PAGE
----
The synthesis of TiO2 films, particularly in the case of the application under consideration, requires that contaminants, or pollutants, deposited on the TiO2 surface degrade. The general principle in photodegradation is that the interaction of light with matter degrades pollutants21 where reactive oxygen species (ROS)22,23 have an important mediating role24 in degradation. In the case of the TiO2 films, and in real applications, pollutants are spontaneously deposited onto the TiO2 surface from the environment. Here, emphasis is put in ROS, a collective term, rather than in free radicals alone, i.e., any species that contains one or more unpaired electrons,22 because a variety of radical and nonradical oxidizing species might be produced by photoreaction on the TiO2 surface. In short, contaminants, from here forth more restrictively referred to as volatile organic compounds (VOCs), adsorb onto TiO2 films and these degrade by the action of a set of ROS. An investigation of the presence, or absence thereof, of specific VOCs and ROS, as well as the possibility to quantify their concentration, would be a study worth carrying out, but the authors purposefully leave this question open and out of the current investigation. The aim is to focus on what can be learnt from the KPFM CPD maps alone for the different ratios and their relation to photodegradation functionality. Still, for the sake of discussion, a hypothetical and generic mechanism is illustrated in Fig. 1 and detailed with the help of Eqs. (1) and (2) in the following paragraphs. This cartoon is meant to show the role of light to activate the complex reactions in the process of photodegradation. The degradation process can be divided into three steps.23 

FIG. 1.

Three step illustration of a possible mechanism for photodegradation, where ROS act as the degrading species. (a) Water molecules in the proximity of the surface, or weakly adhered (ad) to the surface, react with electrons emitted from the TiO2 surface which have been excited by light. (b) ROS are produced and interact with VOCs. (c) The degradation of VOCs results in gases.

FIG. 1.

Three step illustration of a possible mechanism for photodegradation, where ROS act as the degrading species. (a) Water molecules in the proximity of the surface, or weakly adhered (ad) to the surface, react with electrons emitted from the TiO2 surface which have been excited by light. (b) ROS are produced and interact with VOCs. (c) The degradation of VOCs results in gases.

Close modal

In the first step, H2O in the proximity of the surface or weakly adsorbed H2O molecules and TiO2 interact with photons of energy hf to produce ROS [Eq. (1) and Figs. 1(a) and 1(b)]. In Eqs. (1) and (2), ad means adsorbed. It is this light–matter interaction that is critical when it comes to degradation since it activates the whole process. While the mechanisms are complex, it is variations in the TTIP to AcacH ratio that should control this light–matter interaction and should be visible in terms of CPD values. No attempt is made here to fully elucidate this process chemically, and the double arrows in the reaction equations emphasize this point and point to the possible presence of intermediates. The reaction kinetics of such systems can be extremely complex to quantify and monitor, and many reactive species are possible.23 A typical example of reactive species for this system with a lifespan in the range of femtoseconds is hydroxyl ̇OH. (Chen et al. provide a rather comprehensive list of main reactions and reactive species.) In terms of photodegradation, the relevance is to be found in the final products, i.e., ROS, rather than in any intermediates while the production of these ROS is dependent on band structure and surface chemistry.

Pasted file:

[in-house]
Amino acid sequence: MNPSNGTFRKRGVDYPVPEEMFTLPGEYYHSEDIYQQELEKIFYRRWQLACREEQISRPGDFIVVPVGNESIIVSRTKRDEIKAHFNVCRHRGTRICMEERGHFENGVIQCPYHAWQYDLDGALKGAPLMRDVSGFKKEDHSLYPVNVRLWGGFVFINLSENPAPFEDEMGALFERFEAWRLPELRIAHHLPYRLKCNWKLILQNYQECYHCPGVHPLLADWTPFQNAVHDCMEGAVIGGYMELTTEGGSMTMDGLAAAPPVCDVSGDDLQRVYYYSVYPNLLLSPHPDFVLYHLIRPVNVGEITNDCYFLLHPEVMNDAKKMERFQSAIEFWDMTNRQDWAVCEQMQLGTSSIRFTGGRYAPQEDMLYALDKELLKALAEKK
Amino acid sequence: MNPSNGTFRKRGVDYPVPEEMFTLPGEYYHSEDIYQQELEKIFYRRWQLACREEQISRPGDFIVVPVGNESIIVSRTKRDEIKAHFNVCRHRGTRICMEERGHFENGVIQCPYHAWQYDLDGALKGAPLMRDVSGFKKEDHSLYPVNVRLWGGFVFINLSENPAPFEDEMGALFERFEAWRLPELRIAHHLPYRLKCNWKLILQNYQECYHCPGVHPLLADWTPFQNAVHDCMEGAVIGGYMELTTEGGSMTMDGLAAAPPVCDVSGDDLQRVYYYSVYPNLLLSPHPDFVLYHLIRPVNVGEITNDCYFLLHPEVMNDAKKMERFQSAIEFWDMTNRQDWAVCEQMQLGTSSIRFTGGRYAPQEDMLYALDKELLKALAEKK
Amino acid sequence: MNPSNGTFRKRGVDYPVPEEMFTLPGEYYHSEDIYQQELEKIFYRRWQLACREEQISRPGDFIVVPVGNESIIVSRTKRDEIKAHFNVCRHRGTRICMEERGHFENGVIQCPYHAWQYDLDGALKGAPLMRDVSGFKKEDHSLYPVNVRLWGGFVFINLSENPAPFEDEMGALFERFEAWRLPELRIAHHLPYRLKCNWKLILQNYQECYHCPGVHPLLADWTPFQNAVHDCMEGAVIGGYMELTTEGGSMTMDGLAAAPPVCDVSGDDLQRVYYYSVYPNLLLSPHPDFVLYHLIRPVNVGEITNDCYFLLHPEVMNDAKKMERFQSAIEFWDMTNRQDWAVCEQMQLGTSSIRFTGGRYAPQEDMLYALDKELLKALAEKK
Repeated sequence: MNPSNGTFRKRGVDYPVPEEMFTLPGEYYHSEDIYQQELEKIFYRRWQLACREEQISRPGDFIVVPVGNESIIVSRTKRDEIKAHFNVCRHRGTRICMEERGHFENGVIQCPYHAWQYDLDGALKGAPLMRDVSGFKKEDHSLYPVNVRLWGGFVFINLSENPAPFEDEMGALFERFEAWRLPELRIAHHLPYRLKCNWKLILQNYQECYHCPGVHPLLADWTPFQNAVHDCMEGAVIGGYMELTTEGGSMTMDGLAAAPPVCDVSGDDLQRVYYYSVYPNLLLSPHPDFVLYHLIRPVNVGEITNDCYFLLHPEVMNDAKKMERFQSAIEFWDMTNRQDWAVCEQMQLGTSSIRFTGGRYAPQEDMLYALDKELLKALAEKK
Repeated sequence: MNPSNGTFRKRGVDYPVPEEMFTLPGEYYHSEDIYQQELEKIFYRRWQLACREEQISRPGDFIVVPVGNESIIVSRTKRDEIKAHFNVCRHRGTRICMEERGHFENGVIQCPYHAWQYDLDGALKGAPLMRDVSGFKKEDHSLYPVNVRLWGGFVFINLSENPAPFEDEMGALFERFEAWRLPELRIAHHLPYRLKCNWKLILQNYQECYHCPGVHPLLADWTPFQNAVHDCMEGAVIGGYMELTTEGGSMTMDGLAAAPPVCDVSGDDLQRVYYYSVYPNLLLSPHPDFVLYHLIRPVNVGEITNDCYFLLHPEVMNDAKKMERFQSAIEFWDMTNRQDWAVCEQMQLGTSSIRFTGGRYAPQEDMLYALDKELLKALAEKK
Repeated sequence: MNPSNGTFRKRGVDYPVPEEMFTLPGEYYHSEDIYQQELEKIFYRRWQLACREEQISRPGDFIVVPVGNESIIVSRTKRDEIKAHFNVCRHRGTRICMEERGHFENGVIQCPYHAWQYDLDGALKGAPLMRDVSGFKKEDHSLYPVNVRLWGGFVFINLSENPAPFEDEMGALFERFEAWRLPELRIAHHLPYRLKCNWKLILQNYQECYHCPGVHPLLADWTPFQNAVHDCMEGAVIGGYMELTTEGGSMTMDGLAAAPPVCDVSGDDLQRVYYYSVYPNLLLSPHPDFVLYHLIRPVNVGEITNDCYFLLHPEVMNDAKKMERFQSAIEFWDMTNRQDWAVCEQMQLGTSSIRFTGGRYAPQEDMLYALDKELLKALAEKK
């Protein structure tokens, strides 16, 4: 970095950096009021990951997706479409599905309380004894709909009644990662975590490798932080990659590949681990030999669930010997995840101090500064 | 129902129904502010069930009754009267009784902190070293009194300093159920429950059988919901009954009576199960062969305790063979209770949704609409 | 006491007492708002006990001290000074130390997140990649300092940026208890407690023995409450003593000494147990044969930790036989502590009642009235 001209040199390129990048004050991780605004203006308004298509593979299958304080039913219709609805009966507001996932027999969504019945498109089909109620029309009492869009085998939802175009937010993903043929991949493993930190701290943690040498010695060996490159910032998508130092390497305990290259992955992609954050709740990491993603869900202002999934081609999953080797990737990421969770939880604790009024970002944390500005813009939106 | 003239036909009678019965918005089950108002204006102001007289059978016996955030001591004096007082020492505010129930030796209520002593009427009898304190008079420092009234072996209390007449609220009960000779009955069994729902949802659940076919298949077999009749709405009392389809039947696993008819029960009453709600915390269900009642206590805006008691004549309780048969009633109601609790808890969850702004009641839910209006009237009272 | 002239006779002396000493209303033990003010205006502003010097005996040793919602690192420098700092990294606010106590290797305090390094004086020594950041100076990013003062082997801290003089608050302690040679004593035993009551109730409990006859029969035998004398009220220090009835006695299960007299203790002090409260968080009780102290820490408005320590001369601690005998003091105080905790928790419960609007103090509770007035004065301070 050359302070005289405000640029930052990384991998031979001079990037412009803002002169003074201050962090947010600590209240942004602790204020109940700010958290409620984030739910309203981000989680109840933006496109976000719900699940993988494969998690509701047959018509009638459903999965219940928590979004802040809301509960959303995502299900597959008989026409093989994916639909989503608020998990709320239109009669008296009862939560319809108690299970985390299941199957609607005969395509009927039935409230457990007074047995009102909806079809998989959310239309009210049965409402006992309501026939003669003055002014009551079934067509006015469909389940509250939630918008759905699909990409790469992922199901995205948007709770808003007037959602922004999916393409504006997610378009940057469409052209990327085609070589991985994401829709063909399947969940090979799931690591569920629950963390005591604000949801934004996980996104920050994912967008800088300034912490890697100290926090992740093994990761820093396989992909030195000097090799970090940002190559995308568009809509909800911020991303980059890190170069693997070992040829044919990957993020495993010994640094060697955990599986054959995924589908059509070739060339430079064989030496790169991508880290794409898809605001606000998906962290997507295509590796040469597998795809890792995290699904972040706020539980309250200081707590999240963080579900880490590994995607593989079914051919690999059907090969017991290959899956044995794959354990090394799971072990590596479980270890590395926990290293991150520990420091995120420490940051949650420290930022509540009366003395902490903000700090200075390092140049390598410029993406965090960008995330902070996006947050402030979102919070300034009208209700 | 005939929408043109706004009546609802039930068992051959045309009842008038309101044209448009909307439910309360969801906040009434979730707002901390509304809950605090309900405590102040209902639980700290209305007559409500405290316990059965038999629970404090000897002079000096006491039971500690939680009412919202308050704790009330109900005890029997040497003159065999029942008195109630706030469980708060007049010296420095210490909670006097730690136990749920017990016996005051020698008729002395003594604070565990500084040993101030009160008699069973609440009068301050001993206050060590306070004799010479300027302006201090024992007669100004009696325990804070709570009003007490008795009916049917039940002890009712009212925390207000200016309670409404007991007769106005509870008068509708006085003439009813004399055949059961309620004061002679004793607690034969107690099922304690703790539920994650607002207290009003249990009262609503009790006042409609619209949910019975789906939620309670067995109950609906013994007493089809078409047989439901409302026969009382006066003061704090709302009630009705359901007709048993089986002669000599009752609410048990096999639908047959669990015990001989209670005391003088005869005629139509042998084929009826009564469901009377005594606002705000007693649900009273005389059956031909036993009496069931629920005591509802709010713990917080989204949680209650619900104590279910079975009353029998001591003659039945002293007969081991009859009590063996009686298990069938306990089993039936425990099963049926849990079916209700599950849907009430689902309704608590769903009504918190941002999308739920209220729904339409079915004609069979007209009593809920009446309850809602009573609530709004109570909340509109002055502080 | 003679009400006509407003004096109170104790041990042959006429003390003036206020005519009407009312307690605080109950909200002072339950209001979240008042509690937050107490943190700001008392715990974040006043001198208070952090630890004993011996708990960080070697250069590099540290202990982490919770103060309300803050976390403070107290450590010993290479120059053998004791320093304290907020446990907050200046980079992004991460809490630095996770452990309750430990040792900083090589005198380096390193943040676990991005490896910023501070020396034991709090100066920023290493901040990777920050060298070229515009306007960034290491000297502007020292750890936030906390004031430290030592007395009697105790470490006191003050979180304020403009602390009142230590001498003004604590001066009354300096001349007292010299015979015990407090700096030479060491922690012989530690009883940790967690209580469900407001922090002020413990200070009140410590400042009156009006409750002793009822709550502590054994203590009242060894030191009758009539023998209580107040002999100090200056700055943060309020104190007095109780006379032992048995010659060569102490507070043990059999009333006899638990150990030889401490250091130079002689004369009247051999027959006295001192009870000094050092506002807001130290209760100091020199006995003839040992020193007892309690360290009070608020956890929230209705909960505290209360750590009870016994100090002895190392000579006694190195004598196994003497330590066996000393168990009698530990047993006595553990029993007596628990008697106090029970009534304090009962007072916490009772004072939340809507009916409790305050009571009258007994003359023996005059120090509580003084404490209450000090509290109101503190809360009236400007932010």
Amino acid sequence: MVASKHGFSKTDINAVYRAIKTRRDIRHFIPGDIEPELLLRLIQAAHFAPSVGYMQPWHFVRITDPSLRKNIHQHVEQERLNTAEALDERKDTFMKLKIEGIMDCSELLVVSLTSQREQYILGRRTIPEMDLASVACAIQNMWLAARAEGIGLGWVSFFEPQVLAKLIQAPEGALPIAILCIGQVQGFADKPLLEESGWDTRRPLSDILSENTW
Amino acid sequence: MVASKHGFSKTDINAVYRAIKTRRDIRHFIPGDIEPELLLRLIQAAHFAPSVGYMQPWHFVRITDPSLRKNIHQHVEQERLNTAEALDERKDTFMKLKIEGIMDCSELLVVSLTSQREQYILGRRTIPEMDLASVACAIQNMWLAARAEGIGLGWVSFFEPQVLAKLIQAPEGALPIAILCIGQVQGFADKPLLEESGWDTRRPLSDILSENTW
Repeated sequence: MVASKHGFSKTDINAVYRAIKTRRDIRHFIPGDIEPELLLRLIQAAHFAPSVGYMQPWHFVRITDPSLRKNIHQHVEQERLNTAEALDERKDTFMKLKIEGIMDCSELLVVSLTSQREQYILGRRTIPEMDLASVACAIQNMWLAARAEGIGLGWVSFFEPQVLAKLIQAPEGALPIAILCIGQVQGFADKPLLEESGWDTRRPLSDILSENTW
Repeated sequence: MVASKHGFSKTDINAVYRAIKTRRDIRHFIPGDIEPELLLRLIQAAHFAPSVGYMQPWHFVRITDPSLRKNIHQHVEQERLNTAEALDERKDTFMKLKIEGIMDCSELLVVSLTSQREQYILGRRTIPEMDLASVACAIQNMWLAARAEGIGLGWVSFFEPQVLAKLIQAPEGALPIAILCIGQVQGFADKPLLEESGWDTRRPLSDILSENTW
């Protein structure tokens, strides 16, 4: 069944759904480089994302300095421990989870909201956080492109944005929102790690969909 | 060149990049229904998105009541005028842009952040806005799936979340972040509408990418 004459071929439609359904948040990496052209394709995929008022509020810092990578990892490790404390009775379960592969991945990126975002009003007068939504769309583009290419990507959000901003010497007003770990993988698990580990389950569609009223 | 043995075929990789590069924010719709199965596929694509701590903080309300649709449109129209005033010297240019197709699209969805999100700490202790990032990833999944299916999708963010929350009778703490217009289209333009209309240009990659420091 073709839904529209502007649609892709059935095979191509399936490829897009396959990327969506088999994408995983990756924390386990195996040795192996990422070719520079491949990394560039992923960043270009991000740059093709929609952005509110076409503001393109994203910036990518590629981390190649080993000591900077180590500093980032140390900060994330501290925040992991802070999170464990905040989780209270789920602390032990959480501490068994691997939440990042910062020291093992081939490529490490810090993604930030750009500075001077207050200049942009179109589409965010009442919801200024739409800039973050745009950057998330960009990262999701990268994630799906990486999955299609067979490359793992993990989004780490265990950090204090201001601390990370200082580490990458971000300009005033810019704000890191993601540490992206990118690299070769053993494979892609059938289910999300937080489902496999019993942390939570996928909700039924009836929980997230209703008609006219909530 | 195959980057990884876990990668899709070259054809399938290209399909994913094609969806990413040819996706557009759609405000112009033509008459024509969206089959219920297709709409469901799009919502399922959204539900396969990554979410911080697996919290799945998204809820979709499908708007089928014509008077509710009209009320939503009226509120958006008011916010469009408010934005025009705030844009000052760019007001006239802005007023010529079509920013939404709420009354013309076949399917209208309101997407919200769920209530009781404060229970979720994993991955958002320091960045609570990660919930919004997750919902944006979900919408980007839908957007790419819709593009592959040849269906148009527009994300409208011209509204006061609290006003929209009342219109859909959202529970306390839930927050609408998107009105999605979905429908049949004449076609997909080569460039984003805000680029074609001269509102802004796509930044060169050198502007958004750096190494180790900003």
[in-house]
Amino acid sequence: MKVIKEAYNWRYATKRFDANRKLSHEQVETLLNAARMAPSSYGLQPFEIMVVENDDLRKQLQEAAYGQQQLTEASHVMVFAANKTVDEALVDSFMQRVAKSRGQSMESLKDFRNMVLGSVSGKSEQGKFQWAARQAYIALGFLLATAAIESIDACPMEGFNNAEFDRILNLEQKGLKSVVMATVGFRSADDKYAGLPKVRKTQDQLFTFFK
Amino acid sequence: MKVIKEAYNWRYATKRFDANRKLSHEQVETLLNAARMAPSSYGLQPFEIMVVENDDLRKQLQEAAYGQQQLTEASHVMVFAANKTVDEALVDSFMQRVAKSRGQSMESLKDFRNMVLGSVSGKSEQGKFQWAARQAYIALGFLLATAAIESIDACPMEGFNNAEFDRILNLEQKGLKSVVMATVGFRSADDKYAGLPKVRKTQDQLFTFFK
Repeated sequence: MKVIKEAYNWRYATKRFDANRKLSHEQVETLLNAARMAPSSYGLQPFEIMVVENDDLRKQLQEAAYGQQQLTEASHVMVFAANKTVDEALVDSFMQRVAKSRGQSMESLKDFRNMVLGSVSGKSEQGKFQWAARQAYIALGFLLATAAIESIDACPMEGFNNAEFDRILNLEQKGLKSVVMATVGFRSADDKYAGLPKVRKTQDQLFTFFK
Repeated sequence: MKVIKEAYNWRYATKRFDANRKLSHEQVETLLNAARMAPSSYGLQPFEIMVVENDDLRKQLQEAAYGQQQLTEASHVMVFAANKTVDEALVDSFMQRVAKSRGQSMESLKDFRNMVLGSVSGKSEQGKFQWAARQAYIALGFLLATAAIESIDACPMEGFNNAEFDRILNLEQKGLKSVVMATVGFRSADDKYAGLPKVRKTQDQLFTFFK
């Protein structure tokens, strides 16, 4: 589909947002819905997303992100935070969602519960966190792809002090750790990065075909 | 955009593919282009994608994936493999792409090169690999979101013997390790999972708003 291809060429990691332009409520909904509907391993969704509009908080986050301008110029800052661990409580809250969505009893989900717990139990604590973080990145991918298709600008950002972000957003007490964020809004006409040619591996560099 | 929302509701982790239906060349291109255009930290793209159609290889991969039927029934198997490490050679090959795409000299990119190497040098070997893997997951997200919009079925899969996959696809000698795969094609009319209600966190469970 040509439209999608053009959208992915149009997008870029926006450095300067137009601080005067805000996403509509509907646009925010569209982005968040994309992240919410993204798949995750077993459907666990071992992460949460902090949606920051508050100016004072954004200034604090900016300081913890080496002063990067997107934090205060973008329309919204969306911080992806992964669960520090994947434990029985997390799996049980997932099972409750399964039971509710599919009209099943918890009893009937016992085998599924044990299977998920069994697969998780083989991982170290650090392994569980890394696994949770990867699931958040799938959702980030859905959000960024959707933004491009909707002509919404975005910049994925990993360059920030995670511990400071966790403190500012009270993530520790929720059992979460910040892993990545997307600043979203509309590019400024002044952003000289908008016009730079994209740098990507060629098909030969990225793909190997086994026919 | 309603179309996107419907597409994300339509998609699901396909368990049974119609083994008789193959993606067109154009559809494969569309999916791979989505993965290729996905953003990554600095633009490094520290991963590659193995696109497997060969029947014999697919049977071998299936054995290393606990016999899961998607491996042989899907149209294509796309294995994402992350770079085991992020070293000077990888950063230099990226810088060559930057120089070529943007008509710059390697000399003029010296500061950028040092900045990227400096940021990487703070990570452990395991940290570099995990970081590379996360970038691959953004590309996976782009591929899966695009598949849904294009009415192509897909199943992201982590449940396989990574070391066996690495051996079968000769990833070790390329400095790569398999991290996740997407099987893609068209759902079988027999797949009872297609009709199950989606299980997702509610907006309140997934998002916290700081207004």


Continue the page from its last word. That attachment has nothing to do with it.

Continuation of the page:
In the second step, the highly reactive agents (ROS) induce a set of reactions that lead to the degradation of VOCs ultimately resulting in the production of gases, such as CO2 [Eq. (2) and Fig. 1(c)]. This stage is relevant both from a point of view of applied surface science and theoretically, but it is also outside the scope of this work to elucidate it,

(1)
(2)

Standard KPFM was performed using the lift mode whereby a topography image was acquired first and then the cantilever was lifted to track the topography and cancel the voltage resulting from the work function difference. In the experiments, we used an MFP-3D AFM from Asylum Research. The probe was a HQ:NSC18/PT (Platinum coated) with resonant frequency ∼75 kHz and spring constant ∼2 N/m. The AFM was operated in the attractive regime in the amplitude modulation (AM) AFM mode. The lift height was set to 10 nm. The tip voltage was set to 1 V, and the electrical pass drive voltage was 3 V. Topography and corresponding CPD maps are shown in Fig. 2 for the ratios (a) 1:1, (b) 1:5, and (c) 1:8 and 1:10. Data for the 1:20 ratio were also collected, but the maps are not shown. Visual inspection alone shows that topography is not correlated with the CPD maps. Spiridonova et al. carried out photodegradation experiments by varying the TTIP to AcacH ratio and exposing the samples to visible and UVA light (see the supplementary material for details on the lamp specifications). We also conducted the experiments by exposing the samples to visible light and UVA light (not all data shown). The samples were exposed for 20 min to UVA light before taking the data. An example of topography and CPD maps under (a) and (b) visible and (c) and (d) UVA light is shown in Fig. 3 for the (a) and (c) 1:1 and (b) and (d) 1:8 ratios.